It’s all about being a part of the team

Warrior Games

Brett Campfield, 336th Training Group volunteer strength coach, posses with his Department of Defense Warrior Games medals for a photo at Fairchild Air Force Base, Wash. June, 6, 2018. Campfield was selected for the Air Force Warrior Games Team back in February when he competed in the Warrior Games Trials. (U.S. Air Force photo/ Senior Airman Sean Campbell)

Warrior Games

Team Air Force veteran Senior Airman Brett Campfield competes in the visually impaired category for archery during the 2018 DoD Warrior Games at the Air Force Academy in Colorado Springs, Colo. June 7, 2018. (DoD photo by EJ Hersom)

FAIRCHILD AIR FORCE BASE, Wash. -- Brett Campfield, 336th Training Group volunteer strength coach, was selected for the Air Force Warrior Games Team back in February when he competed in the Warrior Games Trials and competed in the Department of Defense Warrior Games June 2-9.

Campfield was selected back in February to compete with the Air Force team in the Warrior Games. He competed in indoor rowing, cycling, archery, track and sitting volleyball. He left the competition having earned ten gold medals and one silver.

“You can’t compete if you don’t show up,” said Campfield. “I did very well for my team, which has always been my mindset; what can I do to bring home more medals for the team? So, if I get gold in something and I do well for myself, that’s a bonus.”

The focus for Campfield and his teammates was not on how they, as individuals, could be successful but how they could make the team successful.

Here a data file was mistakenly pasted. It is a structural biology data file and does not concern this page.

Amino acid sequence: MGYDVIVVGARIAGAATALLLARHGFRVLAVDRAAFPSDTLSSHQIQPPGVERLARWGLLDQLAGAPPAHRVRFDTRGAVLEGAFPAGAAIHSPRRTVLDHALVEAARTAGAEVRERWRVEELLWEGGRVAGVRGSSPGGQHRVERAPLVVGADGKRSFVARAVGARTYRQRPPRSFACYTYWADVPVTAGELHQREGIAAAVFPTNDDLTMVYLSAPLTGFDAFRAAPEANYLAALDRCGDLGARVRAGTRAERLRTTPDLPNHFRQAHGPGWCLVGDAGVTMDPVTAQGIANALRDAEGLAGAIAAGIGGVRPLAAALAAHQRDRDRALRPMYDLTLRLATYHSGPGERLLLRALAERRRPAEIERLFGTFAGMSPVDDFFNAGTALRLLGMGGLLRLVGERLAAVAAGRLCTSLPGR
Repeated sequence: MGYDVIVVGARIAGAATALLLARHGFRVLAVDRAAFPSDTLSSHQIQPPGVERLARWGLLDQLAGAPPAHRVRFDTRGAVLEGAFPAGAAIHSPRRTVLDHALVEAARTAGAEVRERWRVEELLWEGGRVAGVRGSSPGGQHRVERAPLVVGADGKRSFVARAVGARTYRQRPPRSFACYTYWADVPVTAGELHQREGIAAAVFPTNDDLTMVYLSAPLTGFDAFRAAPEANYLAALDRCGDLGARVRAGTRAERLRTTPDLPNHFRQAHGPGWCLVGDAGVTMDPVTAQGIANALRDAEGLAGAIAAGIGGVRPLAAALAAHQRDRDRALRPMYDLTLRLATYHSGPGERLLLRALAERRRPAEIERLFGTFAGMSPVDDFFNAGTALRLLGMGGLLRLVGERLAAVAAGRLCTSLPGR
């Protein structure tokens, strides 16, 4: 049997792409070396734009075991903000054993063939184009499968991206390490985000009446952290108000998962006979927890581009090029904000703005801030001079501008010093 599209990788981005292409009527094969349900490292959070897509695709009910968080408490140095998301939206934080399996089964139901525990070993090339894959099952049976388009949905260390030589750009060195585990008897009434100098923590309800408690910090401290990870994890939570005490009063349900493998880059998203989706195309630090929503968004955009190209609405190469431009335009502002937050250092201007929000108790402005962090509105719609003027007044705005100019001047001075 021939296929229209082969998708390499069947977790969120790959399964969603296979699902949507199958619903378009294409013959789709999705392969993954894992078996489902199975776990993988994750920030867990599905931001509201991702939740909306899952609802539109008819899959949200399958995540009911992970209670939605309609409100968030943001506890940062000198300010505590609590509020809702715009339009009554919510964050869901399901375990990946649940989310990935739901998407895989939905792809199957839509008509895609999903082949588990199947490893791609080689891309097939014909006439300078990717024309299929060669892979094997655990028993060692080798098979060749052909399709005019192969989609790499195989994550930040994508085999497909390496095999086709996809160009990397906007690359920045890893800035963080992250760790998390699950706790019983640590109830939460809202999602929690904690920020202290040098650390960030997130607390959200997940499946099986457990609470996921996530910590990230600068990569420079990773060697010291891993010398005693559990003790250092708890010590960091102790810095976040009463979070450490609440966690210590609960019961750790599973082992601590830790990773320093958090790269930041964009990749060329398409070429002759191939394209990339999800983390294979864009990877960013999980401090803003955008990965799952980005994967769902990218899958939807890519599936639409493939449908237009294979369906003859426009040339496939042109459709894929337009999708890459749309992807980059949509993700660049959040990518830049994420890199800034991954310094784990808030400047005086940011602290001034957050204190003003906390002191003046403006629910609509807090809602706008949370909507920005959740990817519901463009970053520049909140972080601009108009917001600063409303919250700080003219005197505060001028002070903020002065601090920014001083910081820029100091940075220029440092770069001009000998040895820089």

The Air Force Team earned more medals than any other team, bringing home 70 gold medals, 56 silver, and 39 bronze.

“While the games were going on, it was all about the team working together not as individuals,” said Capt. Hunter Barnhill, 14th Flying Training Wing instructor pilot. “Brett is the type of guy to not let barriers, neither mental nor physical, get in the way of the team’s success.”

This year, the games were hosted by the Air Force in Colorado Springs, Col. The event brought together members from the U.S. Army, Navy, Air Force, Marines, Australian and British military.

“I felt that the comradery across all of the services was there, to include the Canadians, Australians and the Europeans,” said Campfield. “The biggest thing that stood out to me was everyone coming together and understanding that everyone is coming from the same place of injury or stress.”

Down the road, Campfield is working toward returning to the Warrior Games in 2019 which will be in Tampa Bay, Fla., hosted by the United States Special Operations Command. After that, he plans on trying for the 2020 Invictus Games, in The Hague, Netherlands. Invictus is an event created by Prince Harry for wounded, injured or sick armed service members from around the world who compete in a fashion similar to the Warrior Games.

Campfield also signed up for the Air Force Wounded Warrior ambassador program so that he can further learn and give back to the program, and the military as a whole. The original reason for participating in the Warrior Games was so that he can learn more information about the program and athletics to bring back to the Airmen of the 336th Training Group that he coaches.

“The program has done a lot of good things for me and it has done even more good things for other people,” said Campfield. “So anything I can do to help out and support, I will.”

Read about Campfield’s time in the Warrior Trials here: https://go.usa.gov/xUTqm